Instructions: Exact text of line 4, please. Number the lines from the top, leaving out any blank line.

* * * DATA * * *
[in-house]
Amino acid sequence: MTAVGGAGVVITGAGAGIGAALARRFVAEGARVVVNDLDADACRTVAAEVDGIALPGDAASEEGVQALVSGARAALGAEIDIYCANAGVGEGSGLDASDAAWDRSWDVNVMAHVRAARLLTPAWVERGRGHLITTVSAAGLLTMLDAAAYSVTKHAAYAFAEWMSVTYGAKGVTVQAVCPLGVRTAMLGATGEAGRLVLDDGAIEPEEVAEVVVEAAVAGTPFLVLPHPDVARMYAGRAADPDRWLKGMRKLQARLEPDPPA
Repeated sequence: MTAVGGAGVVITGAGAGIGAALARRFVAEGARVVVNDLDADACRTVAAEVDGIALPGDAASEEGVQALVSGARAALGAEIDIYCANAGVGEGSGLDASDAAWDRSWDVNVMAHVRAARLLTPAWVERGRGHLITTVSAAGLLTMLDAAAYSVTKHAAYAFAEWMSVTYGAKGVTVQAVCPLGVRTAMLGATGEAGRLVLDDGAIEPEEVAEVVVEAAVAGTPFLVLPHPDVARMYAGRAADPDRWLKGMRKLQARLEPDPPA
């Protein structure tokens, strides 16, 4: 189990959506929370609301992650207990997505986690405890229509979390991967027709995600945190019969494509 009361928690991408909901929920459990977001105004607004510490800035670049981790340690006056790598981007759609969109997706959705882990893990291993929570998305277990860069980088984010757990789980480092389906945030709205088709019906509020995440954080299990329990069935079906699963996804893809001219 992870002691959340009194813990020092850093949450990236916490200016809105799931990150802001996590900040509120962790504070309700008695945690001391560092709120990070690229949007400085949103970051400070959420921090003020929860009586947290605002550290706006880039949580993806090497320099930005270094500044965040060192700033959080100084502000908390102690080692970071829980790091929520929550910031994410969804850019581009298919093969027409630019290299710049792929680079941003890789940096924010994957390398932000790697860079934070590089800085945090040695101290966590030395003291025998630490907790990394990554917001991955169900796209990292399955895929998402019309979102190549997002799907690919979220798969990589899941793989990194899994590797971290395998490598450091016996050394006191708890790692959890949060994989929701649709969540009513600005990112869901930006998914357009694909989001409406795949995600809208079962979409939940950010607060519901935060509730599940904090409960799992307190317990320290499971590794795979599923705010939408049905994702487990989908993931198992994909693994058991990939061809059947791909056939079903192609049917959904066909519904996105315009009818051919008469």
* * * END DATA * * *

């Protein structure tokens, strides 16, 4: 189990959506929370609301992650207990997505986690405890229509979390991967027709995600945190019969494509 009361928690991408909901929920459990977001105004607004510490800035670049981790340690006056790598981007759609969109997706959705882990893990291993929570998305277990860069980088984010757990789980480092389906945030709205088709019906509020995440954080299990329990069935079906699963996804893809001219 992870002691959340009194813990020092850093949450990236916490200016809105799931990150802001996590900040509120962790504070309700008695945690001391560092709120990070690229949007400085949103970051400070959420921090003020929860009586947290605002550290706006880039949580993806090497320099930005270094500044965040060192700033959080100084502000908390102690080692970071829980790091929520929550910031994410969804850019581009298919093969027409630019290299710049792929680079941003890789940096924010994957390398932000790697860079934070590089800085945090040695101290966590030395003291025998630490907790990394990554917001991955169900796209990292399955895929998402019309979102190549997002799907690919979220798969990589899941793989990194899994590797971290395998490598450091016996050394006191708890790692959890949060994989929701649709969540009513600005990112869901930006998914357009694909989001409406795949995600809208079962979409939940950010607060519901935060509730599940904090409960799992307190317990320290499971590794795979599923705010939408049905994702487990989908993931198992994909693994058991990939061809059947791909056939079903192609049917959904066909519904996105315009009818051919008469």